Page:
Like Kant before him and Dilthey after him, Schleiermacher does not limit himself to understanding authors just as they understood themselves. His hermeneutical maxim is to understand authors better than they understood themselves. However, this maxim has a somewhat different significance in each of these three thinkers. For Kant it involves the conceptual clarification of the language used by an author. For Schleiermacher it is psychological clarification rooted in the romantic assumption that the work of an artist stems from an unconscious, seminal decision that must be made conscious. In his Preisschrift, Dilthey is concerned that Schleiermacher's idea of an underlying seminal decision imposes a closed explanative schema on interpretation. To leave open the possibility of external influences on a work of art, psychological interpretation must be contextualized. For Dilthey, interpreters have the opportunity to understand a work of art better than its creator if they can gain some distance, especially historical distance. By relating the work to its sociohistorical context, it becomes possible to arrive at a better understanding of its complexity and overall meaning.
While he found much to admire in Schleiermacher's hermeneutics, Dilthey's concern for historical understanding marks a significant point of difference between them. Idealistic influences on Schleiermacher encouraged an ahistorical conceptualism that led him to explicate the reconstruction of the authorial creative act in terms of a dialectic of such concepts as the "identical" and the "distinctive." For Dilthey any attempt to account for historical outcomes by means of relations among such abstract concepts is bound to prove unsatisfactory. A more appropriate hermeneutics should be based on a philosophy primarily concerned with the functions of judgment. This will involve an approach in which concepts are related, not just to each other, but to the actual particulars of historical life. Only such a judgment-oriented philosophy can provide an understanding of historical change. This is one of the first indications given by Dilthey that instead of being restricted to exegetical techniques, hermeneutics should be made integral to the project of historical understanding and the human sciences in general.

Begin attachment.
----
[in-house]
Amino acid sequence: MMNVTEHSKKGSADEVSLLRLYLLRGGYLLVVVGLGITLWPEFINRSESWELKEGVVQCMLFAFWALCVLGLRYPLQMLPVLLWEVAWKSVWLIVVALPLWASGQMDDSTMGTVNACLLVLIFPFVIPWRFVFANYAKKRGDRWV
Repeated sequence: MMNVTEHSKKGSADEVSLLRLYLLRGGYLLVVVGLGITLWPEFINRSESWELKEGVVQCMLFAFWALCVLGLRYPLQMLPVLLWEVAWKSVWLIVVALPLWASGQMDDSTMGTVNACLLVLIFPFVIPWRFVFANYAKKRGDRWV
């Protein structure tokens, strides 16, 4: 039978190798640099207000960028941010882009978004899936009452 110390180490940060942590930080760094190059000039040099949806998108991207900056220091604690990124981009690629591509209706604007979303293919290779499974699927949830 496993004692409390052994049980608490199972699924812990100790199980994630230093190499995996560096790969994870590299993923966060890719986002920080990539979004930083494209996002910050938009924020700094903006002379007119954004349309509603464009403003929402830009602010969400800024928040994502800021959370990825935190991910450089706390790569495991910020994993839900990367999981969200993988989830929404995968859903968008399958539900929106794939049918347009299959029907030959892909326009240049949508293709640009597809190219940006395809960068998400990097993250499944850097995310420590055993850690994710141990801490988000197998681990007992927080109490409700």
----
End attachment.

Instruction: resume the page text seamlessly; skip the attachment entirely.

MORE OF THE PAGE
In a much later essay, "The Rise of Hermeneutics" (1900), Dilthey looks back to the exegetical and rhetorical theories of the Greeks with a view toward their suitability for a philosophical hermeneutics conducive to critical historical understanding. He shows how the conflicts between the Alexandrian and Pergamene schools of philology set the stage for later interpretive controversies. In order to identify spurious works in their great library and exclude inauthentic passages, the Alexandrians developed an art of textual verification and criticism based on linguistic and historical research. By contrast, Pergamene philology resorted to speculative thought in adopting the Stoic principle of allegorical interpretation to resolve the contradictions between inherited religious texts and philosophical worldviews.
Dilthey uses this contrast between philological criticism and speculative thought to distinguish two general hermeneutical approaches, one rooted in the linguistic considerations found in Aristotle's Rhetoric and Poetics, the other in the spiritual concerns of Platonic and Stoic philosophy. Aristotle's contributions to hermeneutics lie in his ability to organize our understanding of texts through the analysis of narrative structures and linguistic means. The Aristotelian approach to the metaphorical use of language is to see it as a modification of a literal use by means of a kind of transference. Although Dilthey himself adheres to Giambattista Vico's view that poetic meaning is more original than literal meaning, he finds Aristotle's approach to metaphor attractive in that it exhibits "similarity in dissimilars." Whereas Aristotle allows us to see a continuity between literal and figurative meaning, the Platonic and Stoic approaches tend to separate them as the sensuous versus the spiritual. Their allegorical interpretations can be ingenious in overcoming anomalies and contradictions in a text by appealing to higher spiritual senses, but they do not resolve these problems in ways that promote historical understanding. For Dilthey, the Aristotelian linguistic-grammatical approach comes closer to the kind of critical understanding that is necessary for the philosophical interpretation of history.